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UK motorcycle licences: Can you ride abroad?

Jas Murphy November 26, 2020

Now that you’ve got a full motorcycle licence, you may be dreaming of a tour across borders. But before you jump on a ferry with your wheels, check out the licencing laws. Being legal to ride on the UK doesn’t necessarily mean you can ride elsewhere. Here we take a look at the details of taking your bike abroad or riding across America on two wheels. Find out if your UK motorcycle licence will let you ride some of the best roads abroad.

Preparing to ride a motorbike in Europe

It’s not just remembering which side of the road you need to keep to when riding in Europe (right), you also need to be aware of different road rules. You won’t need an international licence or permit to ride when you’re in Europe, but insurance needs to be checked and other documents will be needed. Make sure you have your passport too!

As a general rule, if you have a full motorcycle licence, you’re good to go on European roads. A CBT won’t cut it abroad, only an A1, A2 or an A licence is acceptable on foreign roads. The same power restrictions for those licences apply too, so don’t think you can hop across the channel to try out a higher-powered bike. You’ll need to carry your full licence along with your insurance documents, a European Health Insurance card and the original Vehicle Registration Certificate V5 for your bike.

Different countries have different road rules and expectations of the kit you should be carrying when you’re riding. As with most things, it’s always wise to prepare before you go.

Riding a motorcycle in France, Germany or Spain

Europe offers a diverse landscape and some amazing roads. Whether you’re looking for breathtaking peaks, miles of flowing roads with little traffic, or refreshing coastal views, you’ll find it in Europe. There is no Europe-wide regulation of traffic rules or speeds. Each country has its own idiosyncrasies and traffic style. You’ll do well to do some research before you leave. Below are some details for three European countries close to the UK and their rules for riding on their roads.

France – France has mountains, plains and coastal regions that are great for exploring on a motorcycle. Both long and shorter tours here will take you through beautiful scenery. It’s one of the preferred countries for UK motorcyclists eager to explore further afield. It’s easy to get to and there’s plenty to see. Bikers need to have their headlights on during the day and children under five can be taken as pillion passengers as long as they have an approved seat and well-fitting helmet. Filtering is out, aside from the cities of Paris, Lille, Marseille, Bordeaux, and Lyon. It’s on trial in these places with a speed limit of 50km p/h. You’ll need to carry a high visibility vest in case of an accident.

Spain – The changeable weather of Spain makes it advisable to pack waterproofs for a tour. Famous for its pilgrim’s routes, (usually) fine weather and fabulous mountains, Spain offers variety and a slightly warmer climate to home. Here you can avoid a traffic jam by filtering and only take pillion passengers aged 12 or older unless they’re your kids, in which case, 7 is the youngest. Of course, pillions need a helmet that fits properly too. Safety jackets must also be carried, like France and Germany.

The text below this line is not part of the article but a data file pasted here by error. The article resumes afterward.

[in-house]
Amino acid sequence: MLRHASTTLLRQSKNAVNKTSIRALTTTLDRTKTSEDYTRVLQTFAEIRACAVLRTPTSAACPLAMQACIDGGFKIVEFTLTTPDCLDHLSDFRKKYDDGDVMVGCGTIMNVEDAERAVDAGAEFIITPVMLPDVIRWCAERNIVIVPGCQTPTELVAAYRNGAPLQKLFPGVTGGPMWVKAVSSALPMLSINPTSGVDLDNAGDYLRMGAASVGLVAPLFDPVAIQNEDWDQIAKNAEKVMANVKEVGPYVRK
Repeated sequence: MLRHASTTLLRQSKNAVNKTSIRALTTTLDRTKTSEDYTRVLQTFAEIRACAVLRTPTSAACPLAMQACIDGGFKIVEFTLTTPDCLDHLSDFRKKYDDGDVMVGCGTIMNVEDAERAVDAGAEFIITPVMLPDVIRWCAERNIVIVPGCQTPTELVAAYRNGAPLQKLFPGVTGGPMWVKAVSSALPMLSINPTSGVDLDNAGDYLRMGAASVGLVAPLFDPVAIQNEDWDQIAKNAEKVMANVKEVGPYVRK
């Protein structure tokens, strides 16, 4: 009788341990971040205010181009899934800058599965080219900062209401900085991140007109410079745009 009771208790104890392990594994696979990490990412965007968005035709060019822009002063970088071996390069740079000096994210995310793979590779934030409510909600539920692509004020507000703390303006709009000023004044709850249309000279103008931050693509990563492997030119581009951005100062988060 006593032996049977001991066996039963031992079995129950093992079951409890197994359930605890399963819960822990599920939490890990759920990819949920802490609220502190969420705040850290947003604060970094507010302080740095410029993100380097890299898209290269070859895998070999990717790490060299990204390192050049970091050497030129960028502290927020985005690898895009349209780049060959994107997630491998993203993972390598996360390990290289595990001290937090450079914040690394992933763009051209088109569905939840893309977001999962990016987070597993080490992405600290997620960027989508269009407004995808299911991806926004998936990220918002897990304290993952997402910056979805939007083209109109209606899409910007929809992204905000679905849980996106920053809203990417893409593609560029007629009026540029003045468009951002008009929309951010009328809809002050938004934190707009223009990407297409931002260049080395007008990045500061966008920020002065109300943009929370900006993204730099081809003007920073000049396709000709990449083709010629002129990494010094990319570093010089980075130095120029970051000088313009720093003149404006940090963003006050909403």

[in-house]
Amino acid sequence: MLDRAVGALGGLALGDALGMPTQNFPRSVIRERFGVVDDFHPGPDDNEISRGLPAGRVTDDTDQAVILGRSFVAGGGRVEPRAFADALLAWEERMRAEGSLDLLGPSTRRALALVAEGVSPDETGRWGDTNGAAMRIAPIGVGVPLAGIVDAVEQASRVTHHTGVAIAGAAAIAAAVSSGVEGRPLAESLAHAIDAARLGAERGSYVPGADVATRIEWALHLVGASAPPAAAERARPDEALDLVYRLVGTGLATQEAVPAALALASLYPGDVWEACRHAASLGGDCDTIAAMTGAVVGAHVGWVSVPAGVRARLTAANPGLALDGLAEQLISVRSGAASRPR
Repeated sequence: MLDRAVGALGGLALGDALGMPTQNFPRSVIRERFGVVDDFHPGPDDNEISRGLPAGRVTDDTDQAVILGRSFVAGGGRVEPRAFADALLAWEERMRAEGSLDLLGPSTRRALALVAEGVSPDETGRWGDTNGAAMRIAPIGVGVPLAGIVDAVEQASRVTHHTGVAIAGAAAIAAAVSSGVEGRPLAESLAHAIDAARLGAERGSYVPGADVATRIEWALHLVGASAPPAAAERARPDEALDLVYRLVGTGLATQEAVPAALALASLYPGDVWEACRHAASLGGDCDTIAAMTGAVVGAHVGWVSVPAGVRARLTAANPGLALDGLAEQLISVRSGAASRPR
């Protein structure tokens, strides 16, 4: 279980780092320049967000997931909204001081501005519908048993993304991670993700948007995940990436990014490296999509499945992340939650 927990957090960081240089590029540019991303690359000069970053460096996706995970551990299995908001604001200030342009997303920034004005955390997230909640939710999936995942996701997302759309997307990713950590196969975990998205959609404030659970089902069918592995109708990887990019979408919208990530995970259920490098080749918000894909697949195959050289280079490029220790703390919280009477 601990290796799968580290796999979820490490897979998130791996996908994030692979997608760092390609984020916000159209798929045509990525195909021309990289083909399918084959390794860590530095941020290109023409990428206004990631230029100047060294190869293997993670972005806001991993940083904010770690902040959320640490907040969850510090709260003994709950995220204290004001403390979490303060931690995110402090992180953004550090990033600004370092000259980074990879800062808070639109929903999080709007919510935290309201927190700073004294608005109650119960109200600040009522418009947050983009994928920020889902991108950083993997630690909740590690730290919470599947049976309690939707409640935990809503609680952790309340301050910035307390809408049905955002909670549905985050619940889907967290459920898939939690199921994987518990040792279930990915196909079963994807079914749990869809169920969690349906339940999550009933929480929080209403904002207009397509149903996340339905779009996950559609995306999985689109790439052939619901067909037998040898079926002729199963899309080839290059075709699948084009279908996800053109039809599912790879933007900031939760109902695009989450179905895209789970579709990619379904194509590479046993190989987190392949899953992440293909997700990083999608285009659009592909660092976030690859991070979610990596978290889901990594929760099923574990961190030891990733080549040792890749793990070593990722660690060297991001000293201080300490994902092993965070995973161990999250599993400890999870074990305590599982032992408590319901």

Germany – Germany caters for motorcyclists interested in a comfortable cruise along winding rivers as well as those looking for an adrenaline rush in the mountains. Variety is one thing this country isn’t lacking when it comes to motorcycling. Similar to France, you’ll need to keep your headlight on in the daytime. Filtering is not allowed and it’s recommended all motorcyclists carry a safety jacket and first aid kit. Spare glasses or contact lenses must be carried by anyone who needs to wear them on the road.

Motorcycle riding in America

If you’ve dreamed of crossing the states on a motorbike, personally recreating the lone rider image of the movies, you’ll need to plan ahead. America is A LOT bigger than the UK, so take your time and try not to rush through the 4,000 miles between coasts.

It’s advisable to take your regular UK driving licence, motorcycle licence and an International Driving Permit. Other paperwork will include tourist visa, passport and any motorbike hire documentation with insurance details too. It’s super easy to take your own motorbike though, so don’t think you’ll have to hire wheels. The road rules are quite different in the USA; it’s not simply a matter of riding on the right-hand side of the road. Make sure you’re aware of the differences to avoid being pulled over by the police.

The freedom of the road is yours in whichever country you’d like to explore by motorbike once you have your full motorcycle licence. If you’ve always wanted to ride off into a foreign sunset, or take a group tour, get in touch – we often organise motorcycling tours in Europe and would be happy to chat with you about what we have planned for 2020.


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